I have been receiving questions from schools that have become "Google Schools" as well as universities and individual researchers who want to use Google Sheets in ArcGIS Online. What are the advantages of using Google Sheets (spreadsheets, really, is what they are) over using an Excel spreadsheet on your own computer? Google Sheets live in the cloud, just like ArcGIS Online, so they can be edited from any device, anywhere, and the author of the Sheet can invite others to add data to it, so they can accept input from multiple collaborators, students, and faculty. Some educators want to map data that they have input into Google Sheets. Others want to go to the next level, where multiple students or researchers edit Google Sheets in a participatory mapping or citizen science environment, and the resulting data is mapped and automatically refreshes as the data continues to be added.
Both of these scenarios are possible with ArcGIS Online. To illustrate, I created a form where students are asked, "What country have you visited?", shown below.
After students fill out the form, I go to the "responses" zone in Google Forms, and access the spreadsheet that is created from the data. Now that my data is in my Google Sheet, I access > File > Publish to the Web > and change "Web Page" to "Comma Separated Values (.csv)" file > Publish.
Then, I copy the resulting URL:
Then, I access my ArcGIS Online account, open a new or existing map > Add > Add Layer from Web - CSV file > paste your URL for my Google Sheet here.
Next, I > Add Layer > I indicate which fields contain my location information (address, latitude-longitude, city/state/country combination).
That's really all there is to it!
My results are in this map linked here, and shown below:
Note that I used one of the fun new basemaps in ArcGIS Online that I wrote about here.
In another example, this time using cities instead of countries, see this map of the 10 most polluted and 10 least polluted large cities of the world. Students examine spatial patterns and reasons for the pollution (or lack of it) in each city using the map and the metadata here. I created this map by populating this Google Sheet, below. My students could add 10 or 20 more to this sheet and their changes would be reflected in my ArcGIS Online map.
Here is the map from the data, below. For those explanatory labels, I used this custom label expression:
$feature.City + " is the #" + " " + $feature.Rank + " " + $feature.Variable and set the text color to match the point symbol color for clarity. For more about expressions, see my blog post here.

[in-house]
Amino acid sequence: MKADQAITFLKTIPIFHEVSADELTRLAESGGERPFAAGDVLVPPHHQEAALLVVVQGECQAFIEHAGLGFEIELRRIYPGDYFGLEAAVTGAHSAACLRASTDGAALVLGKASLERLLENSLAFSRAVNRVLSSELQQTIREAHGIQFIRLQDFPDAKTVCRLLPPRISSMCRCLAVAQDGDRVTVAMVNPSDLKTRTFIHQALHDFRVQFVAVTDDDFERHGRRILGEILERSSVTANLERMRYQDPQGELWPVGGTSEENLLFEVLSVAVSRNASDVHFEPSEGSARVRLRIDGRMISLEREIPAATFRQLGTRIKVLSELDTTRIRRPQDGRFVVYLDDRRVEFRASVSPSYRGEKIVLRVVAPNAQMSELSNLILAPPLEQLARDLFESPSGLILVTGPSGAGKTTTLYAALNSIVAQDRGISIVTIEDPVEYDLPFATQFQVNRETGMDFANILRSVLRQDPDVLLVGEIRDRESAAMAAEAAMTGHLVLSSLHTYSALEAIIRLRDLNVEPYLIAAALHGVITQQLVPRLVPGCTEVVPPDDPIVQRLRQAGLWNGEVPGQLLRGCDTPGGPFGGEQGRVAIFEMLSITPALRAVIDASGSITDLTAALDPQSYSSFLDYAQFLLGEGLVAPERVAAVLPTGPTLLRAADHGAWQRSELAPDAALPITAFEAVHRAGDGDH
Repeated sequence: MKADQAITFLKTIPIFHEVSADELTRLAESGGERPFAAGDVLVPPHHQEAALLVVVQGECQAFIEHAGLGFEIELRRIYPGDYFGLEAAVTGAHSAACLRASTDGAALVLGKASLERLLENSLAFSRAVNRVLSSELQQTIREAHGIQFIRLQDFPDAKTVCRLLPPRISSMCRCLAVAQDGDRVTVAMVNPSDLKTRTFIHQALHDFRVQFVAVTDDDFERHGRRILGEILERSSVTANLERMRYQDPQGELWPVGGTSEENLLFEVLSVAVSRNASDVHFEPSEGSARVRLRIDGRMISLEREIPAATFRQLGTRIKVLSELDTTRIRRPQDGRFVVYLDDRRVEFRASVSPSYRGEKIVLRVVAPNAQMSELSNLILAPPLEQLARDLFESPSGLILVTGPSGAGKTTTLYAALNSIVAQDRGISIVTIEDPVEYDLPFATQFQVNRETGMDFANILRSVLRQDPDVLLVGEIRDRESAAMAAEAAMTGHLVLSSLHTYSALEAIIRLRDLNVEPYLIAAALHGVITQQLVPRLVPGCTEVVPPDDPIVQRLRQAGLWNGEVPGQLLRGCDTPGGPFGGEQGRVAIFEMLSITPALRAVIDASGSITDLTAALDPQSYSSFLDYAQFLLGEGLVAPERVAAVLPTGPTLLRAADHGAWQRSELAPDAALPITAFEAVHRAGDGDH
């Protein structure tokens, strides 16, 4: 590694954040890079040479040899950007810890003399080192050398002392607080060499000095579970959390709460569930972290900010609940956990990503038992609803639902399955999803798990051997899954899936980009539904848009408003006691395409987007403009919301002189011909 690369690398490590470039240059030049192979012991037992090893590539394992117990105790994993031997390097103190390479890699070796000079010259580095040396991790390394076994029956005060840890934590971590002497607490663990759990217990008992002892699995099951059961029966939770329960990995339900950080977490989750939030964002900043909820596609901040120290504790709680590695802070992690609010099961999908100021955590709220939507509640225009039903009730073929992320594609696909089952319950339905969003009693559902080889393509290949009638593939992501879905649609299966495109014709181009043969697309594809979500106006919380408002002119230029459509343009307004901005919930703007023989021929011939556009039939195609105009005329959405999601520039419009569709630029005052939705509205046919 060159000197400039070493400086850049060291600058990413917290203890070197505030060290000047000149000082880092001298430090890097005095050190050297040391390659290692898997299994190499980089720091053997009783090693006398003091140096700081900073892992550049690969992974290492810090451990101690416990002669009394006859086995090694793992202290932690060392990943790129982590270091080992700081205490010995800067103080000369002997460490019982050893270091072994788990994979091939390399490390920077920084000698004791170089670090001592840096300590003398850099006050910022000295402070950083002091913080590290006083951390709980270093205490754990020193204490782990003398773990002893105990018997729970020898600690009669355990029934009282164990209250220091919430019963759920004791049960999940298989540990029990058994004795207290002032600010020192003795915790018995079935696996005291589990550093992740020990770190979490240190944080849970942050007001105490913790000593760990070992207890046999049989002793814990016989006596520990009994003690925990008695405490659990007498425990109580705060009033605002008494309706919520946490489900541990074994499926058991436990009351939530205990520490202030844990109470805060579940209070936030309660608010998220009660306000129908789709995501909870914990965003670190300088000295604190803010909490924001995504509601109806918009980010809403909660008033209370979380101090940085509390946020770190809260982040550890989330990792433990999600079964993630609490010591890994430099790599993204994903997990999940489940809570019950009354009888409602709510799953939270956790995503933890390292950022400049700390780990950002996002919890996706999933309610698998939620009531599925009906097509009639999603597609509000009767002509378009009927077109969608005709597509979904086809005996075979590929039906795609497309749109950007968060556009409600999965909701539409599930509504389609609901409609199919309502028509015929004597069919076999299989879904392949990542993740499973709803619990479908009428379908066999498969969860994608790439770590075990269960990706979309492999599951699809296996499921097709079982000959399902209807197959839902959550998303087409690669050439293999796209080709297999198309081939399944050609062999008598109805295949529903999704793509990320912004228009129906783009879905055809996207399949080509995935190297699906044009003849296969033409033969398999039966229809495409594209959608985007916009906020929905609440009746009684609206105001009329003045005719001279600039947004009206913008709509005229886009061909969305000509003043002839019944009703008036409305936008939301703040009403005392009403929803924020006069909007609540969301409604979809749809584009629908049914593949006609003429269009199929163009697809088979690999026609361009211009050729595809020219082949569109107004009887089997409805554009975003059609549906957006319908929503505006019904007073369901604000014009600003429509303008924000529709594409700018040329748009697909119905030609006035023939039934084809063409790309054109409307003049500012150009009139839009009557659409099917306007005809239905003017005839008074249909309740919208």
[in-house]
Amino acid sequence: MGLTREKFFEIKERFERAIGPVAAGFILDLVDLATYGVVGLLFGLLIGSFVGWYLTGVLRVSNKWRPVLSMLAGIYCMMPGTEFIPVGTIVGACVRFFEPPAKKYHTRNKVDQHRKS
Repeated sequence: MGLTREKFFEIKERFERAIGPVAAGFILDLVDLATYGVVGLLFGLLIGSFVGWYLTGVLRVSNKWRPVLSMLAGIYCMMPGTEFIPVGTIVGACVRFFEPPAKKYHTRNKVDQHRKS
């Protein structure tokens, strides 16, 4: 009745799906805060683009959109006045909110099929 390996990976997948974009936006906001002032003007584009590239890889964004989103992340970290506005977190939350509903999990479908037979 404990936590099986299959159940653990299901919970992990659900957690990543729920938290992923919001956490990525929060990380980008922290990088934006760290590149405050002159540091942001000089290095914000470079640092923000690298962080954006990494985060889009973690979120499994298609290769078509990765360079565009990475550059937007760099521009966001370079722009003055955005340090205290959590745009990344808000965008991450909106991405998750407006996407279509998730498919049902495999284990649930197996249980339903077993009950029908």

Let's explore a bit deeper. Let's say that I wanted to visualize the most commonly visited countries among my students. I can certainly examine the statistics from my Google form, as seen below:
However, my goal is really to see this data on a map. With the analysis tools in ArcGIS Online, this too is quickly done. The Aggregate Points tool will summarize points in polygons. For my polygons, I added a generalized world countries map layer, and then used Aggregate Points to summarize my point data within those countries. The result is shown below and is visible as a layer in the map I referenced above.
Another point worth noting is that you can adjust the settings of how your map interacts with your Google Sheet. Go to the layer's metadata page, and under “Published content & settings”, select "Automatically republish when changes are made." You can set the refresh interval to, for example, 1 minute, but the actual refresh on your map may take somewhat longer because Google’s “Auto re-publish” isn’t quite "real-time". Then do the following for the layer:
Note that if you are geocoding by address (such as city/country, as I did above, or street address), the automatic refresh option is not available:
To get around this challenge, I manually added the latitude-longitude values to my cities spreadsheet. Thanks to the Measure tool in ArcGIS Online, this took less than 1 minute per city. I simply typed in the city name in ArcGIS Online, and used the Location button under the Measure tools, clicked on the map where the city was located, and entered the resulting coordinates into my spreadsheet.
For more information, see this blog essay.